Drowning in the Democratization of Art’s Aesthetic

(Don’t forget to visit “The Kindlings Muse” for today’s podcast on preaching U2!)

American popular culture is often aesthetically bankrupt, its driver money and sustainers marketing and technology. This pattern was confirmed in yesterday’s Sunday reading.

First an LA Times piece titled creativity? No Thanks This is Hollywood. Driven by a need for short term economic returns ,Hollywood’s film industry has turned risk adverse.

[If Hollywood had a suicide prevention hotline for despondent agents, managers and producers, the switchboard would be swamped. In the past few weeks every industry insider I’ve had lunch with has been morose, sullen or depressed.

To hear the talk, the dark ages are upon us. Producers are glum because studios are killing their deals left and right¢â‚¬¦ The media conglomerates that own today’s studios are demanding less risk and more return¢â‚¬¦

It’s commerce, not art

In the New Hollywood, the power has shifted from production to marketing. And why not? When your aim is to make a franchise picture aimed at the whole family, the person you want at the helm is a brand-management expert, not a filmmaker-friendly production chief.]

Then an article about world renowned glass artist Dale Chihuly who it turns out is the worlds biggest self promoter, some saying this not his craft explains his reputation and commercial success.

[If we measure an artist’s importance by the number of museum exhibitions, books, articles and television appearances he has, Seattle glass guru Dale Chihuly is right up there with the greats.His work is in the collection of most every U.S. art museum you can think of, as well as many abroad. Museum exhibitions of his work circulate continually and stacks of hefty coffee-table books praise his talents. And who hasn’t seen one of those often-aired documentaries about him on PBS?

But what many don’t know is that Chihuly a Northwest icon who has built a multimillion-dollar business generates the bulk of that exposure himself. Most of those hugely popular exhibitions weren’t organized and distributed by art museums, but by Chihuly Inc. And those books and television shows? Most of them were produced by Chihuly’s publishing company, Portland Press. All that publicity has inflated the public notion of Chihuly’s status in the art world.]

The photograph of a Chihuly ceiling demonstrates the drama and beauty of his work, but would it be diminished if you learned Chihuly did not actually blow the glass? He is in a lawsuit that argues he does not even create the glass art that bears his name that he has become¢â‚¬¦the Thomas Kinkade of the glass art world (or has Kinkade become the Chihuly of the painter world?)

[He’s known for promoting glasswork as fine art, yet produces it on a factory scale, with teams of craftsmen and contractors turning out warehouses full of glass components. And though Chihuly no longer blows glass himself, he is ever vigilant about what other glassblowers are making, intimidating those whose work he deems too much like his trademark style.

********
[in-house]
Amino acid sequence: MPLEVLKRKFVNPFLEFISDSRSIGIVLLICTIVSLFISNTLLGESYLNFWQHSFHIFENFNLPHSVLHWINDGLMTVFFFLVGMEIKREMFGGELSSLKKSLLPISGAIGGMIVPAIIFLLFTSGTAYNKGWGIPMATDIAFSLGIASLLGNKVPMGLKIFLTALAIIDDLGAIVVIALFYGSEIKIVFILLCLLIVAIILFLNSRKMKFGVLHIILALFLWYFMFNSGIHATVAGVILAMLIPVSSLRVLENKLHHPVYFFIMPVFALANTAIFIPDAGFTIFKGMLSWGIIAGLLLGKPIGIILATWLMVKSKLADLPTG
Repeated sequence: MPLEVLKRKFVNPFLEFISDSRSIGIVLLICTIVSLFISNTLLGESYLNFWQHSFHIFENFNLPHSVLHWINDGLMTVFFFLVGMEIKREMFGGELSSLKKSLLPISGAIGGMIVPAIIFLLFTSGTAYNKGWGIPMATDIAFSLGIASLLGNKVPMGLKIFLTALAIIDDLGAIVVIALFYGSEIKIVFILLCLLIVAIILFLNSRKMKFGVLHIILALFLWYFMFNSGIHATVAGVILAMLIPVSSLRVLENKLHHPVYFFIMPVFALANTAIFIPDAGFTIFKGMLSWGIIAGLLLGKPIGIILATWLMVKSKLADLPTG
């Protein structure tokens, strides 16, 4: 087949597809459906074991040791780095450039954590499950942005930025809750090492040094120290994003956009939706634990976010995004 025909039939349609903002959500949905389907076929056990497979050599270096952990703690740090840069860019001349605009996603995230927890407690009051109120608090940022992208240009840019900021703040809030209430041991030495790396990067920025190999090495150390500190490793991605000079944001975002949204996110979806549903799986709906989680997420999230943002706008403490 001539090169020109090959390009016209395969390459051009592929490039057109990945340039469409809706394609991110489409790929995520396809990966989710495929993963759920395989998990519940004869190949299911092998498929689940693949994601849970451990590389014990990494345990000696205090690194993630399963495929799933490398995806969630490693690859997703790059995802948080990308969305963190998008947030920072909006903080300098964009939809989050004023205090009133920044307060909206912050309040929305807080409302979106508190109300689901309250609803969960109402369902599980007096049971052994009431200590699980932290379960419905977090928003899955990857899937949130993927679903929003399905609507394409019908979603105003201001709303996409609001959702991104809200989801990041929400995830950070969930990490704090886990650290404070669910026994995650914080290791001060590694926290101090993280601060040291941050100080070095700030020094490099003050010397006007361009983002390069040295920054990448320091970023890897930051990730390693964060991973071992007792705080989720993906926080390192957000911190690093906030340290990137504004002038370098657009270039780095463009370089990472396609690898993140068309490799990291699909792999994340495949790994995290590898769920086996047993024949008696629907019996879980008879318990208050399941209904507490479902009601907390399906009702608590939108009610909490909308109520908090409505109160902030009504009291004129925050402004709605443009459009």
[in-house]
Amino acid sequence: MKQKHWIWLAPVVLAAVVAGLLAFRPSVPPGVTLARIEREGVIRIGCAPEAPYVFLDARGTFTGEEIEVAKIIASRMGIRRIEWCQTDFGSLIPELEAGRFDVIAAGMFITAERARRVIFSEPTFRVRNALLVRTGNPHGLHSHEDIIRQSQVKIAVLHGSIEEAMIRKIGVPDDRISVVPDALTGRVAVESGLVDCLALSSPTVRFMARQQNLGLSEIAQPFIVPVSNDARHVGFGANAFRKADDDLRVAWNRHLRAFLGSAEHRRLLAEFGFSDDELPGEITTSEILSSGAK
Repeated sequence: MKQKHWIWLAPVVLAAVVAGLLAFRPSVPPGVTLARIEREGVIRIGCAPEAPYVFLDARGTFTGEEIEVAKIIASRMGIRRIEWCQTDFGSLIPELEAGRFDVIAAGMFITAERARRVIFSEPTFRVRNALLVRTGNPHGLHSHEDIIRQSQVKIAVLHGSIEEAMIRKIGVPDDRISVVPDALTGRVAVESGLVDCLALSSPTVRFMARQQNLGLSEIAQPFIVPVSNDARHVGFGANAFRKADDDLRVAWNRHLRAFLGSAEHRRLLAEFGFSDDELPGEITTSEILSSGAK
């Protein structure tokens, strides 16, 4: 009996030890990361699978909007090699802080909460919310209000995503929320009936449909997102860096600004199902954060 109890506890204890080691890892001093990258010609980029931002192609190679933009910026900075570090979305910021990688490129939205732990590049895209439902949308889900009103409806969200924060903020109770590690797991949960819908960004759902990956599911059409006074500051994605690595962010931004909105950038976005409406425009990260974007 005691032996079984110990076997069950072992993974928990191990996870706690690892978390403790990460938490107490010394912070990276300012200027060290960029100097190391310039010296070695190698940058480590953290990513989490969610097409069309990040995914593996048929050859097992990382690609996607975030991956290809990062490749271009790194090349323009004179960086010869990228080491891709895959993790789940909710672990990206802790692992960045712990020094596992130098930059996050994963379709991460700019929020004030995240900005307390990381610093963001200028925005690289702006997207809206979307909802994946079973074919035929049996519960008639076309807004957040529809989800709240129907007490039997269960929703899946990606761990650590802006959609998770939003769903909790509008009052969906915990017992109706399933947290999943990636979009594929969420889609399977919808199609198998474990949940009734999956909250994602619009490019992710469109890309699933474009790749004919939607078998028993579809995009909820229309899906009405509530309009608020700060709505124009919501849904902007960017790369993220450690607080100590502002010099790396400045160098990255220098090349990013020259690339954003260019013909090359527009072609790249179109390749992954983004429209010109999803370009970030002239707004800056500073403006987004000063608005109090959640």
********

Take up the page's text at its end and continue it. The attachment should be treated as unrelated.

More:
Of course, Chihuly, 64, isn’t the first artist known for showmanship and self-promotion. He’s been likened to Salvador Dali, Jeff Koons and Andy Warhol. Another name pops up repeatedly, too: Thomas Kinkade, the controversial Christian “Painter of Light” and founder of a shopping-center art franchise business. “Kinkade has a factory to produce the work, operating with a staff of painters and touch-up people, and with marketing people who control their own outlets,” said Portland Art Museum curator Bruce Guenther. “That’s a model built off Dale Chihuly.”]

Then there is the news that Olivier Theyskins, named just this spring as the best young fashion designer, is out of work. Proctor and Gamble bought his design label Rochas for the perfume brand and closed the fashion business once thought to create synergy with it.

Amusing Ourselves to Death; Sucked in the Undertow.

Art being traded off for commercial interests is no new phenomena, but the commoditization of art is becoming pervasive, and the mass consumer, weaned on commodified art, appears willing to gobble it up. Is it possible after 50 years of electronic media dominating pop culture, that we’re learning that it not only aims for the lowest common denominator, but actually lowers it?

I’ve written before about the loss of a middlebrow culture in which the educated elite meets the uneducated half way. It appears that our whole society is being dragged downward in its aesthetics. Pop culture functions like a great dangerous oceanic undertow sucking the masses towards their certain death.

Those who know they are created in God’s image should create to meet the standards of the maker not the consumer and should be an elevating leaven in the superficial, mass marketed money machine called entertainment culture. But alas, today’s Christian sub-culture has caught on that there is money to be made in imitating today’s faux art and so the faithful, who are called to be a remnant for aesthetic sanity, are content to make a buck as they are sucked under by the deadly undertow.

Yours for the pursuit of God in the company of friends, Dick Staub.

PS. And remember, “these are the best of times and the worst of times, but they are the only times we have.” (For Now).

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